For almost sixty years, we have been able to test these ideas. However, I think it is time for another research trip. Oh one more thing. When you are done explaining this to everyone and they are still not convinced remember, you will be the one having a Dole whip.

There are so many more reasons. Anybody?


Some very brief book reviews.

Walt Disney and Assorted Other Characters by Jack Kinney (1988 – Out of Print)

One of the best books I have ever read about Walt Disney in the early days. This is an unvarnished look at life at the studio from February 1931 until 1957. Kinney adds punch to his stories with delightful quick sketches. Although Walt Disney Productions created some of the best family entertainment ever, the crew of artists were a bit more, how shall we say it, adult. The studio politics, the tensions generated by the creative process, and colorful descriptions of many of the eclectic artists who worked there are captured in Kinney’s book.

I bought the book online.


Walt Disney: Saving Americas Lost Generation by R.H. Farber (2012)


Did you know that there was a Mickey Mouse Club before the famous 1950s television show? And this group was bigger than the Boy Scouts and Girls Scouts of America combined. Deep in the middle of the Great Depression of the 1930s, took comfort by joining like minded children in their love for the little mouse.

Farber tells of how Harry Woodin of the Fox Dome Theater in Ocean Park, California asked Walt Disney if he could start a fraternity for children. Both men saw this as a win-win and a new cultural institution is born. Within in a couple of years there would be more than 3,000 local clubs. More than three million children were involved in the organization. All sorts of rituals and merchandise were created for the club and the book is loaded with historic photos. The book is a reminder of the power of Disney in the 1930s and how his studio captured the imagination of a generation.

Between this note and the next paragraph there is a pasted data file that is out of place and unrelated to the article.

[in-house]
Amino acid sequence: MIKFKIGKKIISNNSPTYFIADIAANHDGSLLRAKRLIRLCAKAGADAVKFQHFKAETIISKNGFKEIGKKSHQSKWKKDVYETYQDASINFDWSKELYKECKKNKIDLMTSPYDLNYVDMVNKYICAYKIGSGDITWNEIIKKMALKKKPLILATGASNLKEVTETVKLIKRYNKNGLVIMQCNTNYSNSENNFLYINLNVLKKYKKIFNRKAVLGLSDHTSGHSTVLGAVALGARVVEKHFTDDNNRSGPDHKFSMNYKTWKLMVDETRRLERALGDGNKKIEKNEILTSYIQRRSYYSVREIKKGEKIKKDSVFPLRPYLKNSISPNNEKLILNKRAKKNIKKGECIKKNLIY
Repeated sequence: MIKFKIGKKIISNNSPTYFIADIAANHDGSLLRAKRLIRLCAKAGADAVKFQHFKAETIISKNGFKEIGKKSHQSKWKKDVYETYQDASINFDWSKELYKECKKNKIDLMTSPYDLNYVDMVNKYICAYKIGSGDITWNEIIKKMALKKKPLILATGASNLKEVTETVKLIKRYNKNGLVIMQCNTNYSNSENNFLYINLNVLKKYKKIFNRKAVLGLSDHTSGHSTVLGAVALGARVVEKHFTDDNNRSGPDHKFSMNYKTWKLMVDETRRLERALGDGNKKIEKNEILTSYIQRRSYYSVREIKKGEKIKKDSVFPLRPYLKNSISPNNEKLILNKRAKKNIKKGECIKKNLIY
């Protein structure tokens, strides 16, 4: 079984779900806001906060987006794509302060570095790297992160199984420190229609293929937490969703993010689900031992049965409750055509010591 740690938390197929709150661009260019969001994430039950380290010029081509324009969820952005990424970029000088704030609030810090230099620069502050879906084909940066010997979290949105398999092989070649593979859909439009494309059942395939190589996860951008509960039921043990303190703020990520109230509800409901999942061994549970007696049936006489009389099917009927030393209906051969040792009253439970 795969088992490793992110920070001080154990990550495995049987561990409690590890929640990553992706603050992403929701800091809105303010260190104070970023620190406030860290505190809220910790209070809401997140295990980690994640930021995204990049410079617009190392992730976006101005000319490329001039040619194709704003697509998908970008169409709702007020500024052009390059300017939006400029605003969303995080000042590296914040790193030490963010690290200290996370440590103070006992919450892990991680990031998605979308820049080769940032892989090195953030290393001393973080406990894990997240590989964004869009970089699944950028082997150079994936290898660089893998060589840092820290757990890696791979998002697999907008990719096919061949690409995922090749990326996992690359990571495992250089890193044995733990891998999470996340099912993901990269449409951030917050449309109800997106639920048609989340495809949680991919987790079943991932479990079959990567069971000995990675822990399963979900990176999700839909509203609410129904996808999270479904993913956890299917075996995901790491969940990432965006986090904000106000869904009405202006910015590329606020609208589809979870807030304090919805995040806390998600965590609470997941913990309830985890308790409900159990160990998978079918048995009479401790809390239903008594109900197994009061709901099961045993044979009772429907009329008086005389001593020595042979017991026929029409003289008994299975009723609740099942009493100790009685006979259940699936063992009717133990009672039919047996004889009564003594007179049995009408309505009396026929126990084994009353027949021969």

Author sent me a copy for the review.


Work in Progress By Michael D. Eisner with Tony Schwartz (1998)

The book was written at the height of Michael Eisner’s power and prestige as CEO of The Walt Disney Company. Although Eisner strives to live up to the books humble sub-title (Risking Failure, Surviving Success) the book is quite entertaining now that some time has passed. The book opens with the sudden death of Frank Wells, Eisner’s partner at Disney, and ends well before his trouble with shareholders in the “Save Disney” movement of 2003-2005. The book is not a revisionist’s history of historic events. It is Eisner’s point of view and quite valuable when compared to other narratives dealing with the same historic events.

I bought the electronic edition.


The First Earth Battalion: Evolutionary Tactics Operations Manual (1979) by Lt. Col Jim Channon, US Army

Ever seen the movie Men Who Stare At Goats (2009)?  The film was based on the British documentary by John Sergeant and the book by Jon Ronson and begin with an ominous title card that reads “More of this is true than you would believe.” Throughout the movie, the lead characters constantly refer to The First Earth Battalion Operations Manual. That manual is available online. I can’t really say anymore for national security reasons. Good luck future Warrior Monks.

Available online.

The Thinking Fans Guide to Walt Disney World: Magic Kingdom by Aaron Wallace (2013)

When is a travel book not really a travel book? When Aaron Wallace takes on WDW’s Magic Kingdom. The book is organized as a traditional guidebook. The author tackles each land with a quick introduction and then goes attraction by attraction. Basic facts are presented right up front then we are treated to a deeper look. Stories range from the original inspirations for the rides, a focus on a particular topics such as that special Disney humor or an introspective essay describing why we react the way we do while enjoying the rides. As you can imagine, I love this stuff and Wallace does a good job. At the end of each ride description is a sidebar featuring a movie that you should watch before your visit. Sometimes the films deal directly with the attraction and at other times they help to provide additional context and not directly related. The footnotes are well worth the read. I would think that anybody who enjoys where I go with my writing would really enjoy this book.

The publisher sent me the book for this review.